The Sound of the Whistle: Railroads and the State in Meiji Japan

Couverture
Harvard Univ Asia Center, 1996 - 506 pages
Steven Ericson has written what promises to be the most thorough study of the Japanese railroad industry in the English language. In addition to the body of research on the industry itself, Ericson has provided an astute analysis of the politics of development and the relationship between state and private enterprise in the Japanese railroad industry during the Meiji period. He explores the economic role of government and the nature of state-business relations in the course of Japan's modern transformation, and at the same time challenges the tendency of current scholarship to minimize the role of the Japanese government as well as commercial banks in Meiji industrialization. By providing a fresh perspective on the "strong state/weak state" debate through detailed analysis of the 1906-1907 railway nationalization, Ericson's study sheds new light on the Meiji origins of modern Japanese industrial policy and politics, filling a major gap in the available literature on the Meiji political economy.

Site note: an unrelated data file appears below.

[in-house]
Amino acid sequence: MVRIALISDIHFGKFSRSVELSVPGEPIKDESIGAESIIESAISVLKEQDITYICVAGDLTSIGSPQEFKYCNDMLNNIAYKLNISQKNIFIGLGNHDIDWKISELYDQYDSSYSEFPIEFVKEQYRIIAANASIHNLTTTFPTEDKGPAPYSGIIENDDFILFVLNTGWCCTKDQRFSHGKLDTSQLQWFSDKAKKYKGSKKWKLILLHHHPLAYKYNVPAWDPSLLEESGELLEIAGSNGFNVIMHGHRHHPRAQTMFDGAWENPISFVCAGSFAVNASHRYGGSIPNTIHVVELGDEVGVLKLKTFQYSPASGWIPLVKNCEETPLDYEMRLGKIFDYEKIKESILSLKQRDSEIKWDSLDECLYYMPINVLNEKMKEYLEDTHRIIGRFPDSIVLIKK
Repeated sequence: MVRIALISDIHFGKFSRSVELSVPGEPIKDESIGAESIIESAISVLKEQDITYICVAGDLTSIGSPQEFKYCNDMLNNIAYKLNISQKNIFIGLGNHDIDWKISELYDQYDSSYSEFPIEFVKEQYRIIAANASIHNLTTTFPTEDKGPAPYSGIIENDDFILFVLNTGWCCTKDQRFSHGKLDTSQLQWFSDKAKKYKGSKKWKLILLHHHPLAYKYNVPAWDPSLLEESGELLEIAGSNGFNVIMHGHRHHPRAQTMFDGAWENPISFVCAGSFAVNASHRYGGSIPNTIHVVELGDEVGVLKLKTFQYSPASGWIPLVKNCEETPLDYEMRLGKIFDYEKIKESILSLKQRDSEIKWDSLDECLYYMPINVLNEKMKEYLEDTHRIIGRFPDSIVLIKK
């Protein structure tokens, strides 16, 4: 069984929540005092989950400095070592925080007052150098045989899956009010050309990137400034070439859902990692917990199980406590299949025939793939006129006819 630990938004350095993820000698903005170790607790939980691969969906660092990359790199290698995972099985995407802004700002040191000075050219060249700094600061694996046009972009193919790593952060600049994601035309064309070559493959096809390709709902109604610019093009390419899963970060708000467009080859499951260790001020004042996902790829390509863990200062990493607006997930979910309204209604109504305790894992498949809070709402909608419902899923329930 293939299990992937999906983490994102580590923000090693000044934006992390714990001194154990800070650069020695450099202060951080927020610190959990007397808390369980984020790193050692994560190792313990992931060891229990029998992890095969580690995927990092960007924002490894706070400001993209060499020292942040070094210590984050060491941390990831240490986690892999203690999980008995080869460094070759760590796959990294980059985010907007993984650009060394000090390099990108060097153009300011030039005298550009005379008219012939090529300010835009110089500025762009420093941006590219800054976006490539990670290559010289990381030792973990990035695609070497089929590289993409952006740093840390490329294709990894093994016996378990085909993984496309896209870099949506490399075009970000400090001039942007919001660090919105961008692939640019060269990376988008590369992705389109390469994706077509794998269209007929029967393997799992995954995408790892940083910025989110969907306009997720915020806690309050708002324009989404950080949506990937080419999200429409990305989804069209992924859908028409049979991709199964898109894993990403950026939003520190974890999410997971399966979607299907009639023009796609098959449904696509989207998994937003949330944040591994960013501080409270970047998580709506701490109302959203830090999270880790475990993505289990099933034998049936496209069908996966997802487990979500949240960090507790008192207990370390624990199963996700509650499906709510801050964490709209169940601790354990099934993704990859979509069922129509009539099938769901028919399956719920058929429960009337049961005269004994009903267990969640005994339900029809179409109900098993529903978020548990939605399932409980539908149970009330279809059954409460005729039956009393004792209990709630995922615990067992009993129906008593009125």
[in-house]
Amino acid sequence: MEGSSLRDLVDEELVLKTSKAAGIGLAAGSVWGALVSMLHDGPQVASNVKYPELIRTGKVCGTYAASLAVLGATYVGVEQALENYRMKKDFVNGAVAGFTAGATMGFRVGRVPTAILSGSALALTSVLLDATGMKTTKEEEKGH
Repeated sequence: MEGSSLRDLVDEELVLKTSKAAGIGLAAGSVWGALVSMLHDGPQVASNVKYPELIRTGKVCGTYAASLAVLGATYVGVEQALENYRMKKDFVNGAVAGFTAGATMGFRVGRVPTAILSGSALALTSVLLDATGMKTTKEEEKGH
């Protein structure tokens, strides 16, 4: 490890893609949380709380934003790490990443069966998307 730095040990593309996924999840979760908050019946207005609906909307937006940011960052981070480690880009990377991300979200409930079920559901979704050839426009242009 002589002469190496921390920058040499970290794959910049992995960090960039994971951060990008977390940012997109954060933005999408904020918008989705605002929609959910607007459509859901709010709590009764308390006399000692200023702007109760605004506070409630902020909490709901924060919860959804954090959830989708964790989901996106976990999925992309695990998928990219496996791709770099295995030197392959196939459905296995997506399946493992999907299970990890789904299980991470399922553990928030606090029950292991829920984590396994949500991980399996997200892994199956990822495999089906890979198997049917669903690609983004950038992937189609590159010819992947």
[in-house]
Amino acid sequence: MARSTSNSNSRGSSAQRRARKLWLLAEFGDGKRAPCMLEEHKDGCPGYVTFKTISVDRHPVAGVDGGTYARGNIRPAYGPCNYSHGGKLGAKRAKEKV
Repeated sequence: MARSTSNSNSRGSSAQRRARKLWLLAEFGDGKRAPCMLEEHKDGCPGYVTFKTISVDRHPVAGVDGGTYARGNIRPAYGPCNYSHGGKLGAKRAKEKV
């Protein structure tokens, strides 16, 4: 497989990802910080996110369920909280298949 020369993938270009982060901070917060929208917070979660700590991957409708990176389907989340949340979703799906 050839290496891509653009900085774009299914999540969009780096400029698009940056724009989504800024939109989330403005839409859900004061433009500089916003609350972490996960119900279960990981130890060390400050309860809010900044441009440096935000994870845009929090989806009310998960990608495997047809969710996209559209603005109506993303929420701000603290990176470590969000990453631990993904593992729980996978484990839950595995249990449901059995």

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Table des matières

INTRODUCTION
3
THE TRANSFORMATIVE POWER OF MEIJI RAILROADS
25
THE FIRST Two DECADES
97
Average Annual Quotations for Selected Railway Shares
133
Dividend Rates of Selected Railway Companies 18881894
139
Average Monthly Quotations for Sanyo and Kansai Railway
155
Development and Business Results of Sanyo and Kyushu
177
Corporate Bonds Outstanding Selected Railway Companies
185
THE BUSINESS RESPONSE
311
The Major Railroads
322
The Business Community at Large
346
Investing the Compensation
359
CONCLUSION
375
LIST OF ABBREVIATIONS USED IN THE NOTES
389
LIST OF WORKS CITED
459
INDEX
493

THE MAKING OF THE RAILWAY CONSTRUCTION LAW
191
FORGING A CONSENSUS
245

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À propos de l'auteur (1996)

Steven J. Ericson is Assistant Professor of History, Dartmouth College.

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